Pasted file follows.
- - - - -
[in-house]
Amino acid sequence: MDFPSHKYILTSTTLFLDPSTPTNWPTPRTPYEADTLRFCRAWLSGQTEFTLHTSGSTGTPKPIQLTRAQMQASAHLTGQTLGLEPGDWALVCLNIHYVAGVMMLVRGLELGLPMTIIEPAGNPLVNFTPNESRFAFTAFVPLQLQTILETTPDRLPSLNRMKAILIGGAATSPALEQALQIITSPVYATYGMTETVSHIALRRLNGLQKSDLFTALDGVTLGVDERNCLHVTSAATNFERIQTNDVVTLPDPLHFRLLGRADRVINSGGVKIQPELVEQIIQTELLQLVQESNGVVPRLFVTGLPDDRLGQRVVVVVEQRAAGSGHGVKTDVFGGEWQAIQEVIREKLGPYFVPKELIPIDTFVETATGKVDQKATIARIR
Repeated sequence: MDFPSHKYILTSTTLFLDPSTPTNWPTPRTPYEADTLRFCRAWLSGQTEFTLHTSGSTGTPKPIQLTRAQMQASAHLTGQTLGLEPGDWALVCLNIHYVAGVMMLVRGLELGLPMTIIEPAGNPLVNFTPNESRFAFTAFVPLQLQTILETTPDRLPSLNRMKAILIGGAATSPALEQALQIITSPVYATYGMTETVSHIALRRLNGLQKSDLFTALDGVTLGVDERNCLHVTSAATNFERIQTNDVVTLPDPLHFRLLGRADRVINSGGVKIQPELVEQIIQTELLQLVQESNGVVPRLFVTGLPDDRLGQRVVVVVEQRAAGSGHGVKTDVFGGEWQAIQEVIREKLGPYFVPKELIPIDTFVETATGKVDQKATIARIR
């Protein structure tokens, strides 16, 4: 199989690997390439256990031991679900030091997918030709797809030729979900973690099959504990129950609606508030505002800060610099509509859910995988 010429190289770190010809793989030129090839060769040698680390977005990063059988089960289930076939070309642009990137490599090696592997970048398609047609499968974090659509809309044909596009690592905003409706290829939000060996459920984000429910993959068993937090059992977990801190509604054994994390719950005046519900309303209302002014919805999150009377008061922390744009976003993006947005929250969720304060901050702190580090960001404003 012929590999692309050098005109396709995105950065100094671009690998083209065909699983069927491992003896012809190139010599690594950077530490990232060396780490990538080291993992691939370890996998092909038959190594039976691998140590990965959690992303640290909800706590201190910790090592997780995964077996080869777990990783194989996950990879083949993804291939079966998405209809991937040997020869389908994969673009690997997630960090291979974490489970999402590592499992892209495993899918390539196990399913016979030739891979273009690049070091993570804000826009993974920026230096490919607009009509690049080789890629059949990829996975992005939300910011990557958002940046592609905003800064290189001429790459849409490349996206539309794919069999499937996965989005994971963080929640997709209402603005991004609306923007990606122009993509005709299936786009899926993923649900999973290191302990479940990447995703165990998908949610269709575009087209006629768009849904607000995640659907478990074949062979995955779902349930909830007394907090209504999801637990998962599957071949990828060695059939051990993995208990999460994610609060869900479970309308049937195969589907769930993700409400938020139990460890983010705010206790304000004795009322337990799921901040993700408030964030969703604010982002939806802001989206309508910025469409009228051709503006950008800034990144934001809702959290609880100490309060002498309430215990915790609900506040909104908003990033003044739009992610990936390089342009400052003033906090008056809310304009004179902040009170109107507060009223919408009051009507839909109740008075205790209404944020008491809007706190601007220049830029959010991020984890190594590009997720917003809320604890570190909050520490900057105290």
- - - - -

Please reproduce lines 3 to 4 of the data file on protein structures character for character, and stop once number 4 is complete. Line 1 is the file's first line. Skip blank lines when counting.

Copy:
Repeated sequence: MDFPSHKYILTSTTLFLDPSTPTNWPTPRTPYEADTLRFCRAWLSGQTEFTLHTSGSTGTPKPIQLTRAQMQASAHLTGQTLGLEPGDWALVCLNIHYVAGVMMLVRGLELGLPMTIIEPAGNPLVNFTPNESRFAFTAFVPLQLQTILETTPDRLPSLNRMKAILIGGAATSPALEQALQIITSPVYATYGMTETVSHIALRRLNGLQKSDLFTALDGVTLGVDERNCLHVTSAATNFERIQTNDVVTLPDPLHFRLLGRADRVINSGGVKIQPELVEQIIQTELLQLVQESNGVVPRLFVTGLPDDRLGQRVVVVVEQRAAGSGHGVKTDVFGGEWQAIQEVIREKLGPYFVPKELIPIDTFVETATGKVDQKATIARIR
């Protein structure tokens, strides 16, 4: 199989690997390439256990031991679900030091997918030709797809030729979900973690099959504990129950609606508030505002800060610099509509859910995988 010429190289770190010809793989030129090839060769040698680390977005990063059988089960289930076939070309642009990137490599090696592997970048398609047609499968974090659509809309044909596009690592905003409706290829939000060996459920984000429910993959068993937090059992977990801190509604054994994390719950005046519900309303209302002014919805999150009377008061922390744009976003993006947005929250969720304060901050702190580090960001404003 012929590999692309050098005109396709995105950065100094671009690998083209065909699983069927491992003896012809190139010599690594950077530490990232060396780490990538080291993992691939370890996998092909038959190594039976691998140590990965959690992303640290909800706590201190910790090592997780995964077996080869777990990783194989996950990879083949993804291939079966998405209809991937040997020869389908994969673009690997997630960090291979974490489970999402590592499992892209495993899918390539196990399913016979030739891979273009690049070091993570804000826009993974920026230096490919607009009509690049080789890629059949990829996975992005939300910011990557958002940046592609905003800064290189001429790459849409490349996206539309794919069999499937996965989005994971963080929640997709209402603005991004609306923007990606122009993509005709299936786009899926993923649900999973290191302990479940990447995703165990998908949610269709575009087209006629768009849904607000995640659907478990074949062979995955779902349930909830007394907090209504999801637990998962599957071949990828060695059939051990993995208990999460994610609060869900479970309308049937195969589907769930993700409400938020139990460890983010705010206790304000004795009322337990799921901040993700408030964030969703604010982002939806802001989206309508910025469409009228051709503006950008800034990144934001809702959290609880100490309060002498309430215990915790609900506040909104908003990033003044739009992610990936390089342009400052003033906090008056809310304009004179902040009170109107507060009223919408009051009507839909109740008075205790209404944020008491809007706190601007220049830029959010991020984890190594590009997720917003809320604890570190909050520490900057105290």